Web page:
Mill Hall Roofing Contractor Faces Charges For Home Improvement Fraud
When you hire a contractor to make repairs to your house, choosing a contracting company wisely takes effort on the customer’s part. Unless someone you personally know has recommended the contractor to you, you should read online reviews, and red flags should go up not only if there are multiple negative reviews, but also if the good reviews are too numerous and too glowing to be credible. When you meet with the contractor, you should ask them to show you proof of their business license and insurance, and you should ask them to give you a written estimate in writing before they begin work. Even if you do all these things, there is no guarantee that the contractors will finish the work on time or that they will not make any mistakes, but if the work is late or unsatisfactory, at least you will be in a firm position, legally speaking, when it comes to resolving disputes related to the work. If you suffered financial losses because a home improvement contractor did not complete the repairs as planned, contact a Philadelphia home contractor fraud lawyer.
Roofing Contractor Ghosts Client Who Paid Him $600 Deposit
In December 2019, a woman in Nippenose Township contacted Jason Port of Pittbull Construction to repair the rubber roof on her house. Port came to the victim’s house and told her that the repairs would cost $800. He asked her to pay him $600 to buy materials for the repairs, and she wrote him a check with “roof” in the memo line. They did not sign an agreement or exchange any other paperwork. Port cashed the check the same day, but he did not return to start work on the repairs. He contacted the victim several days later and told her that he would have “some kid” go to the victim’s house to make the repairs but this kid, if he even existed, never contacted the victim or went to her house. The victim called Port several times after that and left him voicemails, but he never responded, completed the repairs, or returned the money.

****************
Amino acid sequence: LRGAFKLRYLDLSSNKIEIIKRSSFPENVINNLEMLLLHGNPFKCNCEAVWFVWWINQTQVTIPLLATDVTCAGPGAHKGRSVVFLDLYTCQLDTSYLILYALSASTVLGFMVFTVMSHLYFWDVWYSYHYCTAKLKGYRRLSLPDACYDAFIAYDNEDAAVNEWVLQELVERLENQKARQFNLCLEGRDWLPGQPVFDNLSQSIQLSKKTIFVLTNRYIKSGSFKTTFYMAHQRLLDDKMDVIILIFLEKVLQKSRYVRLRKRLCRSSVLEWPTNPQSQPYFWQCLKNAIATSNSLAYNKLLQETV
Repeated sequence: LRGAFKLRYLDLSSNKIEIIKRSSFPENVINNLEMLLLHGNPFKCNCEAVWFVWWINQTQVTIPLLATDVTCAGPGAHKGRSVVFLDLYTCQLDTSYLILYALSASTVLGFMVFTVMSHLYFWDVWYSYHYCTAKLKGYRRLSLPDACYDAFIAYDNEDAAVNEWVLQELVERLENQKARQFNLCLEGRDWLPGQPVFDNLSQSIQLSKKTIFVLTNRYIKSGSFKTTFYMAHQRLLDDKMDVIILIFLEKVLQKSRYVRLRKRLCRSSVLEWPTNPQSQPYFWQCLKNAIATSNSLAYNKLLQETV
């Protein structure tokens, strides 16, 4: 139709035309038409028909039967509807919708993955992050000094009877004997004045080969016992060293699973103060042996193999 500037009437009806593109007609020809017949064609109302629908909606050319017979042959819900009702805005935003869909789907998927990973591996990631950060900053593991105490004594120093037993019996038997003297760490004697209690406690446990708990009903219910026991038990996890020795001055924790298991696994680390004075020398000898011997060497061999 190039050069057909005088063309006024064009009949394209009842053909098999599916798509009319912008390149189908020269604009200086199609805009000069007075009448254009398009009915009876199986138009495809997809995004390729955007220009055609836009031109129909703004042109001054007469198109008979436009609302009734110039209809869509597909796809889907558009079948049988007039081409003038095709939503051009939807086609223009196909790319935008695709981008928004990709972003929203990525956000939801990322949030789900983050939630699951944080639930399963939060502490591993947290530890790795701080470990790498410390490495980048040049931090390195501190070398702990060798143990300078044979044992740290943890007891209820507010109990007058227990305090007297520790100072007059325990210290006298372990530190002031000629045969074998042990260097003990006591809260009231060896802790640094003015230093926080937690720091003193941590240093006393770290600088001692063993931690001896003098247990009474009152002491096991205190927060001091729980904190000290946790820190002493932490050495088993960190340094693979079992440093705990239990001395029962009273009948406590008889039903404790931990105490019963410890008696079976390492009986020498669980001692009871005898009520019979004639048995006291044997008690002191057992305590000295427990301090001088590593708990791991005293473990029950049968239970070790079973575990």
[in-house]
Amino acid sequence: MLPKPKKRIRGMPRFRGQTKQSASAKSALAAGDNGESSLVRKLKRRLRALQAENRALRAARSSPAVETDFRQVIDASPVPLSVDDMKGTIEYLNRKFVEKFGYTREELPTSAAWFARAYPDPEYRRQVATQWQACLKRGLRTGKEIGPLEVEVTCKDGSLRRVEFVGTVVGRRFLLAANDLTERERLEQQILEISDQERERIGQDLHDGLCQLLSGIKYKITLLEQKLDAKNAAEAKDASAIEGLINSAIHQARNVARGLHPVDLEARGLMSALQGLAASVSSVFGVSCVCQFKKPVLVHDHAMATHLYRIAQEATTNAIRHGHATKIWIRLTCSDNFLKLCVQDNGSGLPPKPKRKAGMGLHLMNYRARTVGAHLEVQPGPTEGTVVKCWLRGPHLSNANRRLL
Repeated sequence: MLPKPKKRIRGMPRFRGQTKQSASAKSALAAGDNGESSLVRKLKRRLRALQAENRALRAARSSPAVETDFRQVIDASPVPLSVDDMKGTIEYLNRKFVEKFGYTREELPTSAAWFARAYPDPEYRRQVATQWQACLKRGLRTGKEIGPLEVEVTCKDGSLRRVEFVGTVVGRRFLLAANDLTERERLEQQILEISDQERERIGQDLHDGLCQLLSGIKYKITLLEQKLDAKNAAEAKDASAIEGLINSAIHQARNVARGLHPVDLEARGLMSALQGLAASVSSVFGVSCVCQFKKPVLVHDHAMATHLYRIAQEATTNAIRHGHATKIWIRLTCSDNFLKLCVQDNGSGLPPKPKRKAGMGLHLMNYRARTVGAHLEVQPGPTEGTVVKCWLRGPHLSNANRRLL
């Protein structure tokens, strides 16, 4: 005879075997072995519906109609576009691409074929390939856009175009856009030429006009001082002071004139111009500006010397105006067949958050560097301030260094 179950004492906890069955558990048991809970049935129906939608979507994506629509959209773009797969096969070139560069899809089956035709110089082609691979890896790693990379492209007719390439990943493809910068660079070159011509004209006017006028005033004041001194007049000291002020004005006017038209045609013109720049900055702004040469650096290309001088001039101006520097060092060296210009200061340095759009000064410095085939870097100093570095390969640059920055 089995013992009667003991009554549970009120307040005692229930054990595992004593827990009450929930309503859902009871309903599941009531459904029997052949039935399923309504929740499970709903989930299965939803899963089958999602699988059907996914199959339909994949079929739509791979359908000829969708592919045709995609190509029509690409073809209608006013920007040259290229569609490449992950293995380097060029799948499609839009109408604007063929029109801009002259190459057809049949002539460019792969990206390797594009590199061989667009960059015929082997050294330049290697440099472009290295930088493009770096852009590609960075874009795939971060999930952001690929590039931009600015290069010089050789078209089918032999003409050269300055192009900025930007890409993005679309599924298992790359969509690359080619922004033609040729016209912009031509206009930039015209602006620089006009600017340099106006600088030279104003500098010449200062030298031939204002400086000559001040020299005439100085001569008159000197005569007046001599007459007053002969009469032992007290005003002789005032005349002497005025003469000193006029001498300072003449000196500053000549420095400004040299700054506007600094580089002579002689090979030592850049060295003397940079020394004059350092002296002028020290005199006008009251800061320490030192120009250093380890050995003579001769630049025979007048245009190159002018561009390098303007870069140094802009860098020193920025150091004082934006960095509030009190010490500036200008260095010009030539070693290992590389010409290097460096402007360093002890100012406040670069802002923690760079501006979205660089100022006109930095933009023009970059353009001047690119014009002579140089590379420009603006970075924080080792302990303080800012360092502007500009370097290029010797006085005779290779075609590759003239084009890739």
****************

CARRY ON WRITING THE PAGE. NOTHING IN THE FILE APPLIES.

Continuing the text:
Port, 40, was arrested on January 21 and charged with one count of home improvement fraud and one count of deceptive or fraudulent business practices. Both of these charges are criminal misdemeanors; the sentences could include fines, probation, or incarceration in county jail. The court might also order him to pay restitution by reimbursing the victim for the $600 he stole from her. Even if he is convicted, the victim still had to live with a defective roof for a lot longer than necessary and had to spend more to get her roof fixed than if she had originally dealt with an honest contractor.
Contact an Attorney Today for Help
A home improvement fraud lawyer can help you if a home contractor took your money and then never came back to do the work. Contact Louis S. Schwartz at CONSUMERLAWPA.com to set up a free, confidential consultation.